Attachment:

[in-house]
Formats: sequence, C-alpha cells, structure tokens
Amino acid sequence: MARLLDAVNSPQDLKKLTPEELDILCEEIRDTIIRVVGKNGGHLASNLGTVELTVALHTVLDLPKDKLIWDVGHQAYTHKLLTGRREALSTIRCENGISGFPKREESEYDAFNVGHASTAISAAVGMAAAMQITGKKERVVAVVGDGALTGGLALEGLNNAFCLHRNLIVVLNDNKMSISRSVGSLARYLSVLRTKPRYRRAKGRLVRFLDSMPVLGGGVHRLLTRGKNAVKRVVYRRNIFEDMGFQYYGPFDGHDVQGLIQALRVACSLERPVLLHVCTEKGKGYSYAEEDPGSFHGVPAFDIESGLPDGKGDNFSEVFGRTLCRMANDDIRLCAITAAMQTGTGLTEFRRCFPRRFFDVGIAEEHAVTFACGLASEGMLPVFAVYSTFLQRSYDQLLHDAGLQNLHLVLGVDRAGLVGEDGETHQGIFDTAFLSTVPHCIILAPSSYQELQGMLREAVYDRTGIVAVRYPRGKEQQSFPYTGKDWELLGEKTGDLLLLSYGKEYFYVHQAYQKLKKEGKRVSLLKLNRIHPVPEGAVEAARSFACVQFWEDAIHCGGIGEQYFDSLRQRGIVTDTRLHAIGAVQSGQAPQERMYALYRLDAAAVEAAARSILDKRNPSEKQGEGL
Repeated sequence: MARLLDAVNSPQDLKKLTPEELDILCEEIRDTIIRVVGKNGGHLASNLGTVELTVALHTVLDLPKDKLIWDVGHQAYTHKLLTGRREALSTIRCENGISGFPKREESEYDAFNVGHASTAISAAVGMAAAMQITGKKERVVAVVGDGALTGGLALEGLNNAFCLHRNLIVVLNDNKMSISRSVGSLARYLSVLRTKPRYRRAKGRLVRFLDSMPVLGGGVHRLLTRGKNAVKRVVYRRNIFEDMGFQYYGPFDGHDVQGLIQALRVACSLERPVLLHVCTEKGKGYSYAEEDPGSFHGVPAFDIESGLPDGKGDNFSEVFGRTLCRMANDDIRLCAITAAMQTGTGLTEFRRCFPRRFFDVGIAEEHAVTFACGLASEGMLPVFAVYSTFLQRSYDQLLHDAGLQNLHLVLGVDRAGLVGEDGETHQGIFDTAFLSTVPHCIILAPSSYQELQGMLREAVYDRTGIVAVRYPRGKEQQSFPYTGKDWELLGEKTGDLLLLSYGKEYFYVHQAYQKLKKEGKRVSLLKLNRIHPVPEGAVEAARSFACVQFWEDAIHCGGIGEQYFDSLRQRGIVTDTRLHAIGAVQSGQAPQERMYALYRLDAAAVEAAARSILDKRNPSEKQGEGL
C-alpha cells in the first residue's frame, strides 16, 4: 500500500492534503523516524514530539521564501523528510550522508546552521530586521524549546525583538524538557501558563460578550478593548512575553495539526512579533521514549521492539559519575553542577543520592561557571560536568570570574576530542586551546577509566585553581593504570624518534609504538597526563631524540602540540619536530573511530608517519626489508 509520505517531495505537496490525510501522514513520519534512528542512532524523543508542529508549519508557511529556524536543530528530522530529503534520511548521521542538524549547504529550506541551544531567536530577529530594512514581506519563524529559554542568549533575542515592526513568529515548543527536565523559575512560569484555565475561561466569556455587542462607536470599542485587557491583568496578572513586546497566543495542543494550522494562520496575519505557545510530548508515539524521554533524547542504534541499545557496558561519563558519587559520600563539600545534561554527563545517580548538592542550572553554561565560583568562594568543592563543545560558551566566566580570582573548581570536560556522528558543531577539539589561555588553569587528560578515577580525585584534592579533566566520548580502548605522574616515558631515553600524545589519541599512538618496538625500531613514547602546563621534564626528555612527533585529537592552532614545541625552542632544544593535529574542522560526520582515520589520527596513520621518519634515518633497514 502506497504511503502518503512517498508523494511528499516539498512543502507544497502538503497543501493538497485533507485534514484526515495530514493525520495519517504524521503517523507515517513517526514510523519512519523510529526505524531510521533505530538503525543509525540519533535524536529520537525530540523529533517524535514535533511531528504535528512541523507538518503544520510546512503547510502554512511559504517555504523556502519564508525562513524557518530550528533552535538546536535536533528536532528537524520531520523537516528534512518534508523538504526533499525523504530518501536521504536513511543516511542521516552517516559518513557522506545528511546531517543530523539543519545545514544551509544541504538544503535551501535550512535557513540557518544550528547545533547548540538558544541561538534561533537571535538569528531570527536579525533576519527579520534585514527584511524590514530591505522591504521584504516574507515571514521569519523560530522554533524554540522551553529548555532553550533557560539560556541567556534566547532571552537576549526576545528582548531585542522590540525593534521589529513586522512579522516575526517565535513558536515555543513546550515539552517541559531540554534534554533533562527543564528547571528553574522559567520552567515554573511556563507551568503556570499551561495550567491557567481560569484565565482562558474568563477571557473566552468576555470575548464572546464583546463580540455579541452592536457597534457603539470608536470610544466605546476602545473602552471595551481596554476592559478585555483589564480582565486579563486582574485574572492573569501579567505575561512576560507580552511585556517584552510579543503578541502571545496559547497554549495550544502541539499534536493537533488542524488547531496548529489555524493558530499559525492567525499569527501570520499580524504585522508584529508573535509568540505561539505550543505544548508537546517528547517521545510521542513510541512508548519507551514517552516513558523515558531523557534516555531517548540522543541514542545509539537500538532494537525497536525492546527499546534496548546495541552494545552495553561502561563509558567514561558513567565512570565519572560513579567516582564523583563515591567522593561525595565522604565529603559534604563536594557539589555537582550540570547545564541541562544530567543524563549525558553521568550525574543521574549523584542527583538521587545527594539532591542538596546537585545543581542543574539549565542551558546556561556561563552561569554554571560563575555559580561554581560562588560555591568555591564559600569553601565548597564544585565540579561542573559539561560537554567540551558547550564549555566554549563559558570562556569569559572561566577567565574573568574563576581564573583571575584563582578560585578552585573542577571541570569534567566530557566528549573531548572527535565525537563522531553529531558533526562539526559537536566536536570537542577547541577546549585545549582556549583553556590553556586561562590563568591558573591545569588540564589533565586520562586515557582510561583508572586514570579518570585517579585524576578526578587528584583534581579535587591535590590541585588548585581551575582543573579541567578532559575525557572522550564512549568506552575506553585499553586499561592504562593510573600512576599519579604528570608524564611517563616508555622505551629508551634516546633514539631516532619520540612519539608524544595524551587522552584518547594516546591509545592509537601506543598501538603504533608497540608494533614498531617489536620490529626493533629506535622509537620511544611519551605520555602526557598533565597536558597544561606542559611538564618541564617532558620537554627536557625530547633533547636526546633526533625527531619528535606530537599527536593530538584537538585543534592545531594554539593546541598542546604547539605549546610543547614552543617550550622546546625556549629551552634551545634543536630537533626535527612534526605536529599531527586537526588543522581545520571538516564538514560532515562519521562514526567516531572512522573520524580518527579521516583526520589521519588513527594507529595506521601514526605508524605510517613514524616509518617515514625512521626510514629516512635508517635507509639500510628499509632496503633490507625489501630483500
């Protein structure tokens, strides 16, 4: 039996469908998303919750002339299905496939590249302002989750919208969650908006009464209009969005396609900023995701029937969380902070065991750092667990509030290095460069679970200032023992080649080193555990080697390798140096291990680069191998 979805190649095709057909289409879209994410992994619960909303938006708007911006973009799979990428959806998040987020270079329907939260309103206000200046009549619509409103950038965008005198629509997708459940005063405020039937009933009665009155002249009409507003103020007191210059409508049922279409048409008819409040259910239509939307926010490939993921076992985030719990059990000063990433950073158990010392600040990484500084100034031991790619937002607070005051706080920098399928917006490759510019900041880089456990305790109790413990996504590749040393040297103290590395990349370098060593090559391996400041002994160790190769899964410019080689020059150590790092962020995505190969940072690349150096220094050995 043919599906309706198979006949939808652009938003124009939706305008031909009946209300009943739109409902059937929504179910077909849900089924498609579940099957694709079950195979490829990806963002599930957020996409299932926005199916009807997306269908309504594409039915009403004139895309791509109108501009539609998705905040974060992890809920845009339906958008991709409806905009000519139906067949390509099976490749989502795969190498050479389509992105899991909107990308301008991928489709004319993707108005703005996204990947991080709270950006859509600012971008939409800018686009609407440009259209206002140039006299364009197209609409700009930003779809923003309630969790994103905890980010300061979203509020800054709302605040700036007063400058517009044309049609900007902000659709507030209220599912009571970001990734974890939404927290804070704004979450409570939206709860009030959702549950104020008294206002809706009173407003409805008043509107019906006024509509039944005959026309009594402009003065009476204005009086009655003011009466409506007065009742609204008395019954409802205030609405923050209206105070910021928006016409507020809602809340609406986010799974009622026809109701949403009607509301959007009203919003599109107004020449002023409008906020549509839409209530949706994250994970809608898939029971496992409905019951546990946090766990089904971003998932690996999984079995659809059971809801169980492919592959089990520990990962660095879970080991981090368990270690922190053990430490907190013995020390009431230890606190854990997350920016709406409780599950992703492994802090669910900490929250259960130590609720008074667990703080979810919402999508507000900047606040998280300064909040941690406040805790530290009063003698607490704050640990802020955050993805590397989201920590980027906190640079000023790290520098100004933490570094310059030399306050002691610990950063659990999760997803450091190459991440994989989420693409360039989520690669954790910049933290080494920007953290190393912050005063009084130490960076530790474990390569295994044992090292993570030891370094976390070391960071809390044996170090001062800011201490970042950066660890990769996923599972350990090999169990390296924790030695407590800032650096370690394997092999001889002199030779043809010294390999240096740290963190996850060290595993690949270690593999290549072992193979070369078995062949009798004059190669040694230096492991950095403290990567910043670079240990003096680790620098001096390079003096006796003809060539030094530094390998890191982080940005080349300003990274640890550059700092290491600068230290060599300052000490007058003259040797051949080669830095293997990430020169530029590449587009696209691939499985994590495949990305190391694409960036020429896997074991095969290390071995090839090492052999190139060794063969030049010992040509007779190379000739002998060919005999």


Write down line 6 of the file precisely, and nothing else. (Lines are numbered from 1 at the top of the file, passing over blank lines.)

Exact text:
């Protein structure tokens, strides 16, 4: 039996469908998303919750002339299905496939590249302002989750919208969650908006009464209009969005396609900023995701029937969380902070065991750092667990509030290095460069679970200032023992080649080193555990080697390798140096291990680069191998 979805190649095709057909289409879209994410992994619960909303938006708007911006973009799979990428959806998040987020270079329907939260309103206000200046009549619509409103950038965008005198629509997708459940005063405020039937009933009665009155002249009409507003103020007191210059409508049922279409048409008819409040259910239509939307926010490939993921076992985030719990059990000063990433950073158990010392600040990484500084100034031991790619937002607070005051706080920098399928917006490759510019900041880089456990305790109790413990996504590749040393040297103290590395990349370098060593090559391996400041002994160790190769899964410019080689020059150590790092962020995505190969940072690349150096220094050995 043919599906309706198979006949939808652009938003124009939706305008031909009946209300009943739109409902059937929504179910077909849900089924498609579940099957694709079950195979490829990806963002599930957020996409299932926005199916009807997306269908309504594409039915009403004139895309791509109108501009539609998705905040974060992890809920845009339906958008991709409806905009000519139906067949390509099976490749989502795969190498050479389509992105899991909107990308301008991928489709004319993707108005703005996204990947991080709270950006859509600012971008939409800018686009609407440009259209206002140039006299364009197209609409700009930003779809923003309630969790994103905890980010300061979203509020800054709302605040700036007063400058517009044309049609900007902000659709507030209220599912009571970001990734974890939404927290804070704004979450409570939206709860009030959702549950104020008294206002809706009173407003409805008043509107019906006024509509039944005959026309009594402009003065009476204005009086009655003011009466409506007065009742609204008395019954409802205030609405923050209206105070910021928006016409507020809602809340609406986010799974009622026809109701949403009607509301959007009203919003599109107004020449002023409008906020549509839409209530949706994250994970809608898939029971496992409905019951546990946090766990089904971003998932690996999984079995659809059971809801169980492919592959089990520990990962660095879970080991981090368990270690922190053990430490907190013995020390009431230890606190854990997350920016709406409780599950992703492994802090669910900490929250259960130590609720008074667990703080979810919402999508507000900047606040998280300064909040941690406040805790530290009063003698607490704050640990802020955050993805590397989201920590980027906190640079000023790290520098100004933490570094310059030399306050002691610990950063659990999760997803450091190459991440994989989420693409360039989520690669954790910049933290080494920007953290190393912050005063009084130490960076530790474990390569295994044992090292993570030891370094976390070391960071809390044996170090001062800011201490970042950066660890990769996923599972350990090999169990390296924790030695407590800032650096370690394997092999001889002199030779043809010294390999240096740290963190996850060290595993690949270690593999290549072992193979070369078995062949009798004059190669040694230096492991950095403290990567910043670079240990003096680790620098001096390079003096006796003809060539030094530094390998890191982080940005080349300003990274640890550059700092290491600068230290060599300052000490007058003259040797051949080669830095293997990430020169530029590449587009696209691939499985994590495949990305190391694409960036020429896997074991095969290390071995090839090492052999190139060794063969030049010992040509007779190379000739002998060919005999």